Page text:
"I realised we will never get back into the EU until we’ve sorted out our own democratic settlement, so thought I’d better put myself where I can do some good in that direction. It’s not been an easy year.”
Ann Widdecombe (Brexit Party)
The long-standing former MP for Maidstone and the Weald made a surprise return to frontline politics after she was persuaded to come out of retirement by Nigel Farage to stand as a candidate in the European elections for the Brexit Party.
Her decision to do so led to her having to resign as president of the Maidstone Conservative Association.
She was elected as the MEP for the South West but for a brief period of a few months as the UK then formally left the EU.
Mark Watts (Labour)
Served as a South East MEP between 1994 and 2004, when the county had representatives in east Kent and West Kent. The former Maidstone Grammar School pupil cut his political teeth as a Maidstone Borough councillor in 1986, giving him the distinction of being one of the youngest representatives in Kent. He lost his seat in 2004 when Labour was in a mid-term slump.
Where is he now?
After his two terms as an MEP ended he became an EU analyst and created his own company in 2009.
He is now chief executive of UK Transport in Europe (UKTiE), representing many of Britain's leading transport organisations like Britain's largest ports group ABP, the Civil Aviation Authority and Transport for London. He works and lives in Brussels.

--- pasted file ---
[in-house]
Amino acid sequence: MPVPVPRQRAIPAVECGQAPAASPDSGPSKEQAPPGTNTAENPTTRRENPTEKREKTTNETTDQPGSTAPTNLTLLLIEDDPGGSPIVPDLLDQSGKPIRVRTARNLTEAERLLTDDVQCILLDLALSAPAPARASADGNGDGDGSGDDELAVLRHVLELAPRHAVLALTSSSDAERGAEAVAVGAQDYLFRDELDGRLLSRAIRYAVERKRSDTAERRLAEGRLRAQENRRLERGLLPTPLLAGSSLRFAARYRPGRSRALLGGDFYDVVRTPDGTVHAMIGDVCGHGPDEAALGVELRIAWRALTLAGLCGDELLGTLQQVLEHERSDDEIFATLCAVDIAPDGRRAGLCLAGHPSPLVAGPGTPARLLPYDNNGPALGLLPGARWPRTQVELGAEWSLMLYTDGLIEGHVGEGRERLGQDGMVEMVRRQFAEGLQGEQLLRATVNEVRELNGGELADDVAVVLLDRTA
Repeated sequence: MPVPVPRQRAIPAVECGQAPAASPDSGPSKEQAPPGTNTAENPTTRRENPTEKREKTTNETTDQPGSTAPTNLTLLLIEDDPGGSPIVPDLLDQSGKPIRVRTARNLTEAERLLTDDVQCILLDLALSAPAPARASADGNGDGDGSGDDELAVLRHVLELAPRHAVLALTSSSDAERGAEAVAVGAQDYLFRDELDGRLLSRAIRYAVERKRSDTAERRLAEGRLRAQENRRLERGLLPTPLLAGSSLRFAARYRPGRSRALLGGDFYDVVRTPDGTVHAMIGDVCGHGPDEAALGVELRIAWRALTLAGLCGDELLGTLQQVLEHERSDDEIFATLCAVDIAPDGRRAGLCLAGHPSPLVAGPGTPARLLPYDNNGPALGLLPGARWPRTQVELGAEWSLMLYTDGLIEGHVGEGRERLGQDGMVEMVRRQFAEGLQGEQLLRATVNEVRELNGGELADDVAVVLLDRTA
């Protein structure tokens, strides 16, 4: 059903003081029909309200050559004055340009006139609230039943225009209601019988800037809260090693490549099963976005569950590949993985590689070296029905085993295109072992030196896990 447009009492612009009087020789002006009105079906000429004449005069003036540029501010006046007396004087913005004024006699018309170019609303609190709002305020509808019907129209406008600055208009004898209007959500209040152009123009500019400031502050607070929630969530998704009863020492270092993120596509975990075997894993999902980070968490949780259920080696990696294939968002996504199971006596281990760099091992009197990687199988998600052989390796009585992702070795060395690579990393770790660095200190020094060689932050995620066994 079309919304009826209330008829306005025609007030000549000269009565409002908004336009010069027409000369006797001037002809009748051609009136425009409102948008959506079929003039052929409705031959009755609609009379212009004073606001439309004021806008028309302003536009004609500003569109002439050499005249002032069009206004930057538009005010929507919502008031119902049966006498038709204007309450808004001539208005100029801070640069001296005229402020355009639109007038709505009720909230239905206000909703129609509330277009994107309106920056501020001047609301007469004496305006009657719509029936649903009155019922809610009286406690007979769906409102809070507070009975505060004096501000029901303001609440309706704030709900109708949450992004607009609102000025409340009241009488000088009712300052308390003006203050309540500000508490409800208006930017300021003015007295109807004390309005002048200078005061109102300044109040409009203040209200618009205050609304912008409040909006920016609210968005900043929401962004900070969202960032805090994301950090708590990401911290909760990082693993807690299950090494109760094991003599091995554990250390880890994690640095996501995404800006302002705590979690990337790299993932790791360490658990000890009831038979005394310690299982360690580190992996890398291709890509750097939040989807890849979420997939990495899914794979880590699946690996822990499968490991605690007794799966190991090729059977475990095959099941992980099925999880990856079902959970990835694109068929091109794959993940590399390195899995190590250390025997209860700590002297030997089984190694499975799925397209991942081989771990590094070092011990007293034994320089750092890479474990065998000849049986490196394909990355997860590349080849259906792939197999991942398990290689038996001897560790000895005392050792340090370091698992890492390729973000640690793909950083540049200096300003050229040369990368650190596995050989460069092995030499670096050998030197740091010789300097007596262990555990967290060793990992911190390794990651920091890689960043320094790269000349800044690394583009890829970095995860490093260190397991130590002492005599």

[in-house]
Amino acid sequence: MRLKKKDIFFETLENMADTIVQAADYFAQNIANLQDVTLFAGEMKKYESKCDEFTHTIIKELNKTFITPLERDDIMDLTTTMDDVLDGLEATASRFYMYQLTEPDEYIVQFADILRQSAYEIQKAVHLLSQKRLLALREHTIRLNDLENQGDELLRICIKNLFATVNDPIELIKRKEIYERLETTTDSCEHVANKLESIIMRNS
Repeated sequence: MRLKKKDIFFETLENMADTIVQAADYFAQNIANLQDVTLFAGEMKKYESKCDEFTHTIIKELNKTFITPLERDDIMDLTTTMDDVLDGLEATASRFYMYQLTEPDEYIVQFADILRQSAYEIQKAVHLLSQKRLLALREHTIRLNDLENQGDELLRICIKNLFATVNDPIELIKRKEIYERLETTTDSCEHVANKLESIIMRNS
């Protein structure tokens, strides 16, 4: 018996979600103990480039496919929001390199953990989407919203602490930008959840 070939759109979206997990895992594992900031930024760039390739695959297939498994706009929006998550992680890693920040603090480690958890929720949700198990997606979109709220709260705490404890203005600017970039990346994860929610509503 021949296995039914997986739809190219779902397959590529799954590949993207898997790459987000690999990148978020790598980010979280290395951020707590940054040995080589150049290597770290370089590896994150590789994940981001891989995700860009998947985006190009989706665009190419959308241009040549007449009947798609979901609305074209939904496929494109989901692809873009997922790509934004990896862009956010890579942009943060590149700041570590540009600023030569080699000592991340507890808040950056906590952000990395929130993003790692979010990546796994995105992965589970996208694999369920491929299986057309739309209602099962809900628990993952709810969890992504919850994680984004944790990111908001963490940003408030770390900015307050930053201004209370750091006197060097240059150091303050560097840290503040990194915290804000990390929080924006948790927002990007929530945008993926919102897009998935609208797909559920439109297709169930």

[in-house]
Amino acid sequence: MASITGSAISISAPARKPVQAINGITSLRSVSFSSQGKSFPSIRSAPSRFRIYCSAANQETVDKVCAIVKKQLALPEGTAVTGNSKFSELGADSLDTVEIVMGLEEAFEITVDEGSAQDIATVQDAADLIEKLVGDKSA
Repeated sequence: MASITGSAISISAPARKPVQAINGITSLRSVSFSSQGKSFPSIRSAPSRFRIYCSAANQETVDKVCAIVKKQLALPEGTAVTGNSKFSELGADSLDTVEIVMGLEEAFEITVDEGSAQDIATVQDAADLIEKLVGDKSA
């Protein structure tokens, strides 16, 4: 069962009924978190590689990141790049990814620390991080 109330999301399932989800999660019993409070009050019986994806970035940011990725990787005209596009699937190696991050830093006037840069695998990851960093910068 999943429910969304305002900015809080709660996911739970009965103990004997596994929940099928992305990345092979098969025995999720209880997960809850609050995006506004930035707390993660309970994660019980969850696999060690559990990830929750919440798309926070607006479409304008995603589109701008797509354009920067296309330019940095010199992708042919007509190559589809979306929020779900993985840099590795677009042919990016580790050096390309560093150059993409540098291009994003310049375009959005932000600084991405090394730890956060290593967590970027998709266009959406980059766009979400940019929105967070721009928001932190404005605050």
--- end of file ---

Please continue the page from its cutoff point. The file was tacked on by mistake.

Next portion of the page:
He says it will be vital for UK transport to maintain its relations post-Brexit.
He said: “Even after Britain has left the Customs Union and the Single Market, UK transport will still want to maintain a constructive and informed dialogue with its European neighbours, and vice versa.
“The year 2021 will mark the beginning, not the end, of a new relationship with the EU, with ongoing negotiations and discussions continuing for many years to come.”
Caroline Lucas (Green party)
In 1999, Green Party candidate Caroline Lucas made an historic breakthrough for the party, getting elected as a South East MEP, benefitting from the system of proportional representation used in the EU elections.
She served until 2010 when she became the MP for Brighton Pavilion, marking another first for the party.